What are ‘Murder Hornets’?

Up to 2 inches long, the Asian giant hornet, or Vespa mandarinia, is the world’s largest hornet species. They are identifiable by their large yellow/orange heads. The hornets are known for their painful stings.

They will attack people and pets when threatened, and tried to attack the team eradicating their nest in August, though the team’s hornet suits prevented team members from being stung. People should be extremely cautious near them, state agriculture officials have said, and those who have allergic reactions to bee or wasp stings should never approach an Asian Giant Hornet, according to earlier reporting in The Bellingham Herald.

The invasive hornets are feared for the threat they pose to honeybees and, by extension, the valuable crops in Washington state that the bees pollinate, including blueberry and other cane crops in the region that includes Whatcom County.

They also prey on local pollinators such as wasps, posing a threat to the local ecosystem, state entomologists have said.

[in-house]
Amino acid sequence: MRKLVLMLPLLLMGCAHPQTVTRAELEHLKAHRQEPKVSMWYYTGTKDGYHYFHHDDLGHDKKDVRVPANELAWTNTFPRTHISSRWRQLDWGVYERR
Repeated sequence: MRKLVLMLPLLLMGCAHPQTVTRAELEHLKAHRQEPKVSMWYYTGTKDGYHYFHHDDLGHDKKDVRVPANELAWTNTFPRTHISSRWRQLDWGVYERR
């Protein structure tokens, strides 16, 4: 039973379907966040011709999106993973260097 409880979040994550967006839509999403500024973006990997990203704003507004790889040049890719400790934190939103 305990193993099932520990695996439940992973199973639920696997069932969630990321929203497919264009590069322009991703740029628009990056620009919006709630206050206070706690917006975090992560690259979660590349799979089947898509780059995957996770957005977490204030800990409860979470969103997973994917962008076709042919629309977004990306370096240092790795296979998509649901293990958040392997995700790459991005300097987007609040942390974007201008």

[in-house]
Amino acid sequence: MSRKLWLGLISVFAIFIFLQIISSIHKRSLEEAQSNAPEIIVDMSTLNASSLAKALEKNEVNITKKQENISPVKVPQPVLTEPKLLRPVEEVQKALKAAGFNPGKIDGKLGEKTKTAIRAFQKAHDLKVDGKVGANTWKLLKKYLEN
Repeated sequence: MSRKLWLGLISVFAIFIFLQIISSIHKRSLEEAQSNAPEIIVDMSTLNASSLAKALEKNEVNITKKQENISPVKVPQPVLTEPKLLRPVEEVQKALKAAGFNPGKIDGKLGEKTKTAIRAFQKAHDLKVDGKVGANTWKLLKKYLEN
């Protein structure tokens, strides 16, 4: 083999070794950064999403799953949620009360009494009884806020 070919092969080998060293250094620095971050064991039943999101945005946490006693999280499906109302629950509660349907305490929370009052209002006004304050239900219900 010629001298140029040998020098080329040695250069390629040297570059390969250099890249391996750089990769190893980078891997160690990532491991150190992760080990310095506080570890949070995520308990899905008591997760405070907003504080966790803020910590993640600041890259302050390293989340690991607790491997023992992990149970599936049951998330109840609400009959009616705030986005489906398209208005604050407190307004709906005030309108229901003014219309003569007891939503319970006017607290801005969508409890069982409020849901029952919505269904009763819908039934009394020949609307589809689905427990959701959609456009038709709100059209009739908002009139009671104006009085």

Before the sightings that led to the discovery of the two nests in Whatcom County this year, a dead Asian Giant Hornet was located near Marysville in mid-June.

The Department of Agriculture will continue to trap Asian giant hornets through the end of November, according to a previous release, adding that instructions on how to build traps can be found on the agency’s website.

The Department of Agriculture’s annual budget for community outreach, tracking and eradication of the Asian Giant Hornet is approximately $650,000, Spichiger said.

Spot a ‘Murder Hornet’?

Washington state residents can report possible sightings of an Asian giant hornet to the state Department of Agriculture online at, via email at, or by calling 1-800-443-6684.

Take a photo or keep a specimen if you can. They’re needed for confirmation.

Citizen science trapping instructions also are on the website.

More on the department’s Asian giant hornet effort can be found at